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Faith The Music
The reviews may be mixed but Tim Burgess is chuffed to bits with his solo album. The moonlighting Charlatan talks to Eamon Sweeney about positive vibes, marital bliss and why he’s not giving up the day job yet.
Eamon Sweeney, 17 Sep 2003
Even if Tim Burgess has been livin’ la vida loca in Los Angeles for the last few years, his accent is still that of a bona fide North Country Boy. His debut solo album I Believe has just been released to a mixed response.
“People are sort of freaking out because it’s not a Charlatans record, but I never wanted it to be a Charlatans record,” Tim protests. “Now it’s like I’m traitor or somethink (sic). It fucking sucks. Fourteen years and I can’t even do one solo record.”
As it happens, I Believe isn’t a bad solo record at all and a much better effort than the last Charlies album. It’s drenched in feelgood optimism epitomised by tracks such as ‘Say Yes’.
“That’s the kind of song (‘Say Yes’) I’d imagine girls in jeeps singing while driving on a highway taking their clothes off,” Burgess chuckles. “It would have been a totally different record if it had been called ‘Say No.’ I’m happy with the record. I’m a little wary about having to dissect everything. I think I’m getting fearful of being interviewed now. I feel pretty good that I’ve done it on me own in the country where I live. I always feel amazing after doing a Charlatans record. The minute each one is finished I always believe that it is the best one that we’ve done because that is the way we try and operate.”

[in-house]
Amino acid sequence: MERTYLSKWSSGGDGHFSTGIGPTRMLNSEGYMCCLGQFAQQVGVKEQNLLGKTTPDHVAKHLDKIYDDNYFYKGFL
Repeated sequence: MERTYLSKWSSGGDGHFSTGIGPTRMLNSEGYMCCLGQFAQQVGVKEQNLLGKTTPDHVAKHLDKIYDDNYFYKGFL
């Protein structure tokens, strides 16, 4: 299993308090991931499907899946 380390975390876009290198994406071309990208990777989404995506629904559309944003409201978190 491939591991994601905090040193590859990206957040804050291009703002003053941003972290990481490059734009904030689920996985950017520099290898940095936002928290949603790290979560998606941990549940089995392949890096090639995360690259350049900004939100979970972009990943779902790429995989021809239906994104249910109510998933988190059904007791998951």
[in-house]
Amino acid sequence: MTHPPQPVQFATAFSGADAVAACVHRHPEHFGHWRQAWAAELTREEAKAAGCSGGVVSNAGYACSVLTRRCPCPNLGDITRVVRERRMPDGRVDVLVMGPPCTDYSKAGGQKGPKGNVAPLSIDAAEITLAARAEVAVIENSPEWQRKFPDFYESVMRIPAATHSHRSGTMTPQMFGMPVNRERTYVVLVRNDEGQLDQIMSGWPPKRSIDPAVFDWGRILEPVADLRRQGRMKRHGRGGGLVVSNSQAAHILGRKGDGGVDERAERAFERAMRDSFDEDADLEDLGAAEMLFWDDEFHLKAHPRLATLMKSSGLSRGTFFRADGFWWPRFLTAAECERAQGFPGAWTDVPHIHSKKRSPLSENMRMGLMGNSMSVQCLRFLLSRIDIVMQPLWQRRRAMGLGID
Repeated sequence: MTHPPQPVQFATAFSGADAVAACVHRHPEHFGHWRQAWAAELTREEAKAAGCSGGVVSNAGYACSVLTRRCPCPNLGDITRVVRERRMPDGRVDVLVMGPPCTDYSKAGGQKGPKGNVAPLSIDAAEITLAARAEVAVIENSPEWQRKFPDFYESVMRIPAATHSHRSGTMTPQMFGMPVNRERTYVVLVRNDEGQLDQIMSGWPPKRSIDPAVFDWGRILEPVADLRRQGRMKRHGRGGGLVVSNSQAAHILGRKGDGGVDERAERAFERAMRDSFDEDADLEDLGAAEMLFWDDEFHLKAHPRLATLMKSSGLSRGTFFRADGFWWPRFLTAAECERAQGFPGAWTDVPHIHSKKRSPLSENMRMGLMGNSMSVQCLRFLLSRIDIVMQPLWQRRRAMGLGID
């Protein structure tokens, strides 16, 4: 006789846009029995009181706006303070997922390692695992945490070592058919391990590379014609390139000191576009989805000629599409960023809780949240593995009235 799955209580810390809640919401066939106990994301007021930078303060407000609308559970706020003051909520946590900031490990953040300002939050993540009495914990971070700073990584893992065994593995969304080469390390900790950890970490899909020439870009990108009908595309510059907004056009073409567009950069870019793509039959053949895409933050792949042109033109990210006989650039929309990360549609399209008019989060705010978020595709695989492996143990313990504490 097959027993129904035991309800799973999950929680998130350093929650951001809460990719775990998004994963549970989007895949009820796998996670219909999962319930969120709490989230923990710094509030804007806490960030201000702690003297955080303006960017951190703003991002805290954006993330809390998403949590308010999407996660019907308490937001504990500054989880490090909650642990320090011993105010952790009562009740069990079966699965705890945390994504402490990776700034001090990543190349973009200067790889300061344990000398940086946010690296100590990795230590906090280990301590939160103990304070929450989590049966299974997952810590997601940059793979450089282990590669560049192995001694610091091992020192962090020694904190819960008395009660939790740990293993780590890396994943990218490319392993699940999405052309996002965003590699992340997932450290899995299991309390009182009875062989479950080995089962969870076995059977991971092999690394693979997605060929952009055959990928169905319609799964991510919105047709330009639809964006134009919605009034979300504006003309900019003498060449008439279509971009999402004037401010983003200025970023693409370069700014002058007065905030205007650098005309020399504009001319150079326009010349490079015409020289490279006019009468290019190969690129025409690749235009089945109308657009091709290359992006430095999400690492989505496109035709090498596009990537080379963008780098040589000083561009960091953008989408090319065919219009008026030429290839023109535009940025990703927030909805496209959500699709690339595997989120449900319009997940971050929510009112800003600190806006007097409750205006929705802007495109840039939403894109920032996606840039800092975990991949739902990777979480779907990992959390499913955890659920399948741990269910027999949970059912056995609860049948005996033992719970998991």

Tim isn’t quite sure how long he has wanted to do a solo project.
“Steve Harrison, the Charlatans manager, tells me that I’ve wanted to do it for ages,” he says. “I don’t know how long I’ve wanted to do it, but I just wanted to do something that was a little gentler than Charlatans stuff. It was always something big – big singles and big choruses and I wanted to do something more acoustic. Eventually it got a lot more funky and soulful and hopefully good.”
‘Po’ Boy Soul’ is definitely soulful, and informed by bad times rather than the good.
“I wrote that when I was terribly upset,” Tim reveals. “I thought my whole life was in pieces. I just got a guitar and started smashing the chords and very emotionally came out of myself.”
Elsewhere, Tim sounds like a man very happily in love with his wife Michelle.
“I am but it can be difficult as well,” he explains. “We have our troubles like everyone else. Just because I’ve found my soulmate doesn’t mean we don’t have the odd ruckus.”
Potentially concerned Charlatans fans shouldn’t worry because the group is far from splitting, as Tim reveals that they’ve most of their seventh album done and dusted.
“We’ve delayed the release so I can do this so it will be next year rather than before Christmas,” Tim clarifies. “The Chemical Brothers have been in doing a few tracks and it sounds great, a bit like One To Another.”
Tim Burgess plays the Village, Dublin on September 12.
I Believe is out now on PIAS